Q. Just to follow up on that Elijah, what's his mood right now? Is he mad? Is he happy? What is his mood?
ELIJAH MACON: I mean, just from me seeing and talking to him, he's been pretty calm. Just trying to figure out the team, what we're going to do. We're trying to figure out from scouting what we're going to do from the game. He's been pretty calm from what I've seen, from what I've talked to him. Not knowing -- you know, not saying he's not mad. But he's real relaxed, just sit back and watching.

Q. What's the scare when he had the heart problem on the bench. How did that go through the team and how did you react to that? It's only been like three weeks ago.
NATHAN ADRIAN: He's obviously had heart problems for a while now, but it's something he's lived with. It's happened to him a couple times before. You know, it's kind of scary whenever you don't really know what it is. All of us are just walking back to the bench, and you turn back around and he's on the ground. I don't know. Kind of fired us up and we played well for the rest of the game, tried not to get him too mad at us anymore. Give him a little rest.

Q. Tarik, you talked about after the Big 12 championship, you said practices last year weren't what you wanted them to be leading up to the game. How has it been dealing with travel and that sort of thing? What was the last few days like leading up to this one maybe compared to a year ago?
TARIK PHILLIP: Traveling ain't really been much of an issue for us. Practice, there's been a lot of energy in practice. I feel like the players have been more dialed in, locked in to knowing their scout, knowing their plays. There's been a lot of energy in practice.

Q. If I could ask similarly of Elijah, it seems this year, when you guys are about to play a good game you feel it, and when you're about to play a bad game, you know that too because of what happened in practice the days leading up. What do you look for? What are the keys when you are readily as opposed to when you're not?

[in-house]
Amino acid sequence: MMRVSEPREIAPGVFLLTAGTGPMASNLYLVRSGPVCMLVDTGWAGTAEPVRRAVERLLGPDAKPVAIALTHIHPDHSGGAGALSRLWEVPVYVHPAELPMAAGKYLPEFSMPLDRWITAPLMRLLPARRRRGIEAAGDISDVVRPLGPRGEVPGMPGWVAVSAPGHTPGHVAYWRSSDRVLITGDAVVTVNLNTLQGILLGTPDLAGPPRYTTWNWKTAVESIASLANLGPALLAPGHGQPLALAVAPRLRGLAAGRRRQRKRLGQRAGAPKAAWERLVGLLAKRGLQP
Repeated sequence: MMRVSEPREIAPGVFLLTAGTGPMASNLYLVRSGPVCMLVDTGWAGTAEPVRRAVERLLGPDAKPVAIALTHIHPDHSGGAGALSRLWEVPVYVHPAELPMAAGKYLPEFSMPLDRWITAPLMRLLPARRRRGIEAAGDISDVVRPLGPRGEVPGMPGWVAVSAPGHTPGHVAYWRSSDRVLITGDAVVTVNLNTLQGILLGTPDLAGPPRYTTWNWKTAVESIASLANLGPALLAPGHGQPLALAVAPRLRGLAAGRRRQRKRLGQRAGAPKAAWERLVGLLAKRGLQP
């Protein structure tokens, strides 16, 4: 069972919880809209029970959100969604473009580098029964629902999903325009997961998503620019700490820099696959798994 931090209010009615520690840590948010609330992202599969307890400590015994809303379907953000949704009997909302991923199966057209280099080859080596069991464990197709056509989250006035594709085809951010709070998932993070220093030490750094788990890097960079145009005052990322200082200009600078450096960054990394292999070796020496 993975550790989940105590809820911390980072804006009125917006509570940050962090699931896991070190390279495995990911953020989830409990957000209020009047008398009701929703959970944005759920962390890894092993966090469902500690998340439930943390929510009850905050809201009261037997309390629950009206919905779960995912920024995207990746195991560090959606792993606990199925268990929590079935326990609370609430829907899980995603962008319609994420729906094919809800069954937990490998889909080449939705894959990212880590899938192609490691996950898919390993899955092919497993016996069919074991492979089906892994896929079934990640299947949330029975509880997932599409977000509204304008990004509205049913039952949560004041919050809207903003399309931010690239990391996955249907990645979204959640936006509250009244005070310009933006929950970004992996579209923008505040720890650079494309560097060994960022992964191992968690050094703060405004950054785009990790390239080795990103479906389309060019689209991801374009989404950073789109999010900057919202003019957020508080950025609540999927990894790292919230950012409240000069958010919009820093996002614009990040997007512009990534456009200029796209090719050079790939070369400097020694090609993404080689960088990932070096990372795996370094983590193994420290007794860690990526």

ELIJAH MACON: I just feel like if everybody is talking before the game, I just feel like if it's too quiet before the game, nobody is like communicating with each other, I feel like if we're not being goofy, if we're not being ourselves, then I don't feel like we're ready to play. When I see everybody relaxed, I feel we're ready to go out and compete. If everybody is too tense, they're thinking about the game too much. If we're walking around and having fun, and getting our warm-up, and everybody making shots, I feel that's when we perform at our best.

Q. Question for Nate. Nate, in your four years at WVU, obviously being from Morgantown and having a good connection with WVU, you've kind of come a long way. Not only in your game but the way people have perceived you. You know, your senior year, you got guys in the student section, they got all the headbands and stuff like that. It seems like people have really gravitated toward you now as a senior. Can you just talk about how the progression has gone for you when you first came in until now?
NATHAN ADRIAN: I think people just recognize the work you put in. That's not just me, it's any senior that comes in here. They're going to be -- some of the fanfares because they've been there for four years, and people know what they've done for four years. I wouldn't say anything is really different, it's just being around for that long.

Q. Have you seen the kids with the --

Q. Are they ours?
NATHAN ADRIAN: I have no idea who they are.

Q. Back to Huggins. He was there before, when you were a kid. So there was some perception -- when you were coming out, was that a guy that you absolutely -- just being from that area, you really, really wanted to play for the guy, or was there any trepidation or what?
NATHAN ADRIAN: Yeah. That was the guy I wanted to play for. That's the kind of person I want to play for. I want to play for someone who cares enough to get fired up like that. I want to play for somebody who's that competitive, who wants to win that bad. I don't know why anyone would want to play for anyone else.